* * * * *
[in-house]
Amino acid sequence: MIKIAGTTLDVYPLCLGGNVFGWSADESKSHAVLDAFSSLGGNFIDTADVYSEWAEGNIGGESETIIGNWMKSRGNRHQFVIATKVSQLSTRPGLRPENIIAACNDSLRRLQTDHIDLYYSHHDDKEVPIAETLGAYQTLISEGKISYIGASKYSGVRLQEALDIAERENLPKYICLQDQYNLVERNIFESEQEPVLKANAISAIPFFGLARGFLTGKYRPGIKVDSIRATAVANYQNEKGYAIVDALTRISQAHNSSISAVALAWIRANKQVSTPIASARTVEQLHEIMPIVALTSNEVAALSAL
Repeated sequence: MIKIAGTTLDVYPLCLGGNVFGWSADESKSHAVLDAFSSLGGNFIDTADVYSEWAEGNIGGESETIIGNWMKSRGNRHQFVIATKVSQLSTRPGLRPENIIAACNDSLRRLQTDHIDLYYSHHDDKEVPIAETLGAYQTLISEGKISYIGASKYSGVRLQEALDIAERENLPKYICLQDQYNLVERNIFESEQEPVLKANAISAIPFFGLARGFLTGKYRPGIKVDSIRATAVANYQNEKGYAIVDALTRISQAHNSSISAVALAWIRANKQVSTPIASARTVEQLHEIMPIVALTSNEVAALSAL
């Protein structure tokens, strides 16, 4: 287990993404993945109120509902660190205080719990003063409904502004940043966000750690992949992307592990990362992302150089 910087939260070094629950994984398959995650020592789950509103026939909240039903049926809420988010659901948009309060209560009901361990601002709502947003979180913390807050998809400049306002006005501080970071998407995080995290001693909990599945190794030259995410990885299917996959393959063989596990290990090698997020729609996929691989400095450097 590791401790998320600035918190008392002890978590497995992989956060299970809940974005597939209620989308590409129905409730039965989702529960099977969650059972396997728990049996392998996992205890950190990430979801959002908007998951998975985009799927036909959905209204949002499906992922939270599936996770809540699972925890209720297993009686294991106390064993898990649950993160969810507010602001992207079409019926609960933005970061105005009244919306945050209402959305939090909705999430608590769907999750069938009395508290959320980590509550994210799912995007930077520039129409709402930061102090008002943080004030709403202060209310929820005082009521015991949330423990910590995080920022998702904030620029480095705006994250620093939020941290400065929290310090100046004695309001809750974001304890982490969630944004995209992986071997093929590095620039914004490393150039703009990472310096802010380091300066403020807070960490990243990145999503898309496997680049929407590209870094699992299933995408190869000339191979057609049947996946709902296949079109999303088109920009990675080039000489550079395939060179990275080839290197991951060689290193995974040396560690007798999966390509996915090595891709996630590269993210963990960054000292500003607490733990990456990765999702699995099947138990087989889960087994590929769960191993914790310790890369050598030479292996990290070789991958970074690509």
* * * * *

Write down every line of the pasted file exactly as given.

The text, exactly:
[in-house]
Amino acid sequence: MIKIAGTTLDVYPLCLGGNVFGWSADESKSHAVLDAFSSLGGNFIDTADVYSEWAEGNIGGESETIIGNWMKSRGNRHQFVIATKVSQLSTRPGLRPENIIAACNDSLRRLQTDHIDLYYSHHDDKEVPIAETLGAYQTLISEGKISYIGASKYSGVRLQEALDIAERENLPKYICLQDQYNLVERNIFESEQEPVLKANAISAIPFFGLARGFLTGKYRPGIKVDSIRATAVANYQNEKGYAIVDALTRISQAHNSSISAVALAWIRANKQVSTPIASARTVEQLHEIMPIVALTSNEVAALSAL
Repeated sequence: MIKIAGTTLDVYPLCLGGNVFGWSADESKSHAVLDAFSSLGGNFIDTADVYSEWAEGNIGGESETIIGNWMKSRGNRHQFVIATKVSQLSTRPGLRPENIIAACNDSLRRLQTDHIDLYYSHHDDKEVPIAETLGAYQTLISEGKISYIGASKYSGVRLQEALDIAERENLPKYICLQDQYNLVERNIFESEQEPVLKANAISAIPFFGLARGFLTGKYRPGIKVDSIRATAVANYQNEKGYAIVDALTRISQAHNSSISAVALAWIRANKQVSTPIASARTVEQLHEIMPIVALTSNEVAALSAL
């Protein structure tokens, strides 16, 4: 287990993404993945109120509902660190205080719990003063409904502004940043966000750690992949992307592990990362992302150089 910087939260070094629950994984398959995650020592789950509103026939909240039903049926809420988010659901948009309060209560009901361990601002709502947003979180913390807050998809400049306002006005501080970071998407995080995290001693909990599945190794030259995410990885299917996959393959063989596990290990090698997020729609996929691989400095450097 590791401790998320600035918190008392002890978590497995992989956060299970809940974005597939209620989308590409129905409730039965989702529960099977969650059972396997728990049996392998996992205890950190990430979801959002908007998951998975985009799927036909959905209204949002499906992922939270599936996770809540699972925890209720297993009686294991106390064993898990649950993160969810507010602001992207079409019926609960933005970061105005009244919306945050209402959305939090909705999430608590769907999750069938009395508290959320980590509550994210799912995007930077520039129409709402930061102090008002943080004030709403202060209310929820005082009521015991949330423990910590995080920022998702904030620029480095705006994250620093939020941290400065929290310090100046004695309001809750974001304890982490969630944004995209992986071997093929590095620039914004490393150039703009990472310096802010380091300066403020807070960490990243990145999503898309496997680049929407590209870094699992299933995408190869000339191979057609049947996946709902296949079109999303088109920009990675080039000489550079395939060179990275080839290197991951060689290193995974040396560690007798999966390509996915090595891709996630590269993210963990960054000292500003607490733990990456990765999702699995099947138990087989889960087994590929769960191993914790310790890369050598030479292996990290070789991958970074690509």